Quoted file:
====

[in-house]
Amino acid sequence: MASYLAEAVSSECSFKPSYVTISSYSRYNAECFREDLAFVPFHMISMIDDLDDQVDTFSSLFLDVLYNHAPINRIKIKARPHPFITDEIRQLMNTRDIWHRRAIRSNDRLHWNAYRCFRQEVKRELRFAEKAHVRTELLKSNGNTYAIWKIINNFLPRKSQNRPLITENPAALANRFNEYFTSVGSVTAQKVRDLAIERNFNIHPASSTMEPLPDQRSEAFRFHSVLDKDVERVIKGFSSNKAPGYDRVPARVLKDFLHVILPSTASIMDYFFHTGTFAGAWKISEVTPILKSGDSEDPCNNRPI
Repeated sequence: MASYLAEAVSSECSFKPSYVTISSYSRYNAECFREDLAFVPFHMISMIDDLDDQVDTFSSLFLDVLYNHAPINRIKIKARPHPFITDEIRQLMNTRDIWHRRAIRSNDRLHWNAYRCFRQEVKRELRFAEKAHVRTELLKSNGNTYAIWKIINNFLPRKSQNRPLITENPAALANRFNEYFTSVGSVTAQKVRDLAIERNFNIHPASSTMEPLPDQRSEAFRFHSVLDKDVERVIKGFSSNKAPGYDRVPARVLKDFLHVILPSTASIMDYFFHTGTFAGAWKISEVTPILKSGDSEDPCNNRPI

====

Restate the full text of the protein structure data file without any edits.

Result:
[in-house]
Amino acid sequence: MASYLAEAVSSECSFKPSYVTISSYSRYNAECFREDLAFVPFHMISMIDDLDDQVDTFSSLFLDVLYNHAPINRIKIKARPHPFITDEIRQLMNTRDIWHRRAIRSNDRLHWNAYRCFRQEVKRELRFAEKAHVRTELLKSNGNTYAIWKIINNFLPRKSQNRPLITENPAALANRFNEYFTSVGSVTAQKVRDLAIERNFNIHPASSTMEPLPDQRSEAFRFHSVLDKDVERVIKGFSSNKAPGYDRVPARVLKDFLHVILPSTASIMDYFFHTGTFAGAWKISEVTPILKSGDSEDPCNNRPI
Repeated sequence: MASYLAEAVSSECSFKPSYVTISSYSRYNAECFREDLAFVPFHMISMIDDLDDQVDTFSSLFLDVLYNHAPINRIKIKARPHPFITDEIRQLMNTRDIWHRRAIRSNDRLHWNAYRCFRQEVKRELRFAEKAHVRTELLKSNGNTYAIWKIINNFLPRKSQNRPLITENPAALANRFNEYFTSVGSVTAQKVRDLAIERNFNIHPASSTMEPLPDQRSEAFRFHSVLDKDVERVIKGFSSNKAPGYDRVPARVLKDFLHVILPSTASIMDYFFHTGTFAGAWKISEVTPILKSGDSEDPCNNRPI